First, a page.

Over the past four years, Sweden has had to reverse 81 deportations, costing taxpayers 16 million SEK. Usually, the deportations “fail” because the receiving country does not accept the deported person, especially if they do not have valid identity documents. This begs the question of how efficient and functional the system actually is, if deportations are carried out without valid documents in place or even confirming with authorities in the other country?

In general, when agencies cut corners in the name of efficiency, it is people on the move who suffer. The Swedish Migration Board has started booking asylum interviews at a much faster speed, however, this does not leave people enough notice to prepare or even the ability to choose their own lawyer. In the end, this bogs down the process even more as lawyers will refuse to take the case when they find out their client wanted representation from somebody else.

Sweden and other European countries should think about the human cost before pursuing efficiency in migration policy.

The Greater Manchester Immigration Aid Unit published a report on positive changes made to the immigration system during the pandemic. These include Home Office acceptance of information submitted electronically, the permanent re-use of stored biometric information, and more. If it is possible to make the asylum application process easier during a pandemic, it can be done so at all times.

This article from the “Death at Borders” series organized by Border Criminologies talks about the way death rates in the Mediterranean have increased as a result of European border policy. For more on the ways government policies around “deterrence” cause harm, check out this program, “Hostile Environments — Designing Hostility, Building Refugia.”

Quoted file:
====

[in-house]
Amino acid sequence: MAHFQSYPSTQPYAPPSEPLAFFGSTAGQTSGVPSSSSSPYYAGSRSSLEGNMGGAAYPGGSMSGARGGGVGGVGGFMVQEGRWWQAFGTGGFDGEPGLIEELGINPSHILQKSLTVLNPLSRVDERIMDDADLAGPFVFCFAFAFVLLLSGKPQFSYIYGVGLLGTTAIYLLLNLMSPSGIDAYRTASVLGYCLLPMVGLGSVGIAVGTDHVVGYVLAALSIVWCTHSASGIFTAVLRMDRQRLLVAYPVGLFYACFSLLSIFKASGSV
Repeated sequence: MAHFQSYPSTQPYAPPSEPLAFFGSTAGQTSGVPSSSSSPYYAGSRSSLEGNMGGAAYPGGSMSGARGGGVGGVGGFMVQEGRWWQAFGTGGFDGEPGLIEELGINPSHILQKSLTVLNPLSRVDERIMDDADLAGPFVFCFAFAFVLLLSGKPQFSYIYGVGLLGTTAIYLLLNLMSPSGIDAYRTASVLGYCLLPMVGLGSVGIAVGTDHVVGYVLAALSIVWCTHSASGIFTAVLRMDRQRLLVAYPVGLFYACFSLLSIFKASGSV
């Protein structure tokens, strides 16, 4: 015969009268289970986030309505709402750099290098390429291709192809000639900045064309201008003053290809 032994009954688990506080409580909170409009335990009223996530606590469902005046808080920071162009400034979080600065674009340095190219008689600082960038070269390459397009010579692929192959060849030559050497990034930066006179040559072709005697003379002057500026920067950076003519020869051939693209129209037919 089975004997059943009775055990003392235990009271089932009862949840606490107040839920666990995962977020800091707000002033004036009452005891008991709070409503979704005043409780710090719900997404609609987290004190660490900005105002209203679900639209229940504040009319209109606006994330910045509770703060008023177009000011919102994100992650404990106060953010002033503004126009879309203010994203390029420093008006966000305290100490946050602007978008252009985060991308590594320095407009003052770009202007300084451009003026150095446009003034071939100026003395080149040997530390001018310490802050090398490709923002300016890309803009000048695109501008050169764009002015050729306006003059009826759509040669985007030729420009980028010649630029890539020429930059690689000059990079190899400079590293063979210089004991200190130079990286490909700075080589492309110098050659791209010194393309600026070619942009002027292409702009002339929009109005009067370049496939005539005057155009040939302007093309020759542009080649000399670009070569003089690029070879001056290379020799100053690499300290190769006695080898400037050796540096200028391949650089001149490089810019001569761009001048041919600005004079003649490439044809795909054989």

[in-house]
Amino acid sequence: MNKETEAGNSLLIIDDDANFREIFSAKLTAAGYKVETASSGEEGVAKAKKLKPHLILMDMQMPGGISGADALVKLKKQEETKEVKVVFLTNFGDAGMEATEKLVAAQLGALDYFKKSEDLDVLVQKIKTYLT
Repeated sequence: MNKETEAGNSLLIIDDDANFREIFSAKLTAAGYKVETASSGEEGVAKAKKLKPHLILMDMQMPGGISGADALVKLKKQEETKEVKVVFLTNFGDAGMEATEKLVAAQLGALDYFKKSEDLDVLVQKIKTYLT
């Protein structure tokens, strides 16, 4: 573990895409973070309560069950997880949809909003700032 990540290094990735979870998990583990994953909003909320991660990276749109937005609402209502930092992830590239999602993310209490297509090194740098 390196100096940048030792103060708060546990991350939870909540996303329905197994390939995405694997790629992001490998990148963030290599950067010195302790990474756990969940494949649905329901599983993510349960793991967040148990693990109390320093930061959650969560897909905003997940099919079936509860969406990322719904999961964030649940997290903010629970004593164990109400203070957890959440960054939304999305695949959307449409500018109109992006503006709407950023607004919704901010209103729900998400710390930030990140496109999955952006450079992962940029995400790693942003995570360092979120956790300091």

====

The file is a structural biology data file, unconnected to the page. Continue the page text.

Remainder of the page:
Also worth reading: this article on MSF’s work with Venezuelan returnees.

Lawyers from the US government say that they cannot find the parents of 545 children that were separated by ICE at the border. Thousands of lives, ruined and hundreds of children traumatized as a result of cruel government policy. Child separation is unfortunately a global problem, as shown in the story we shared yesterday about child separation in the Canary Islands.

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Daily news digests from the field, mainly for volunteers and refugees on the route, but also for journalists and other parties.

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Are You Syrious?

News digests from the field, mainly for volunteers and people on the move, but also for journalists, decision makers and other parties.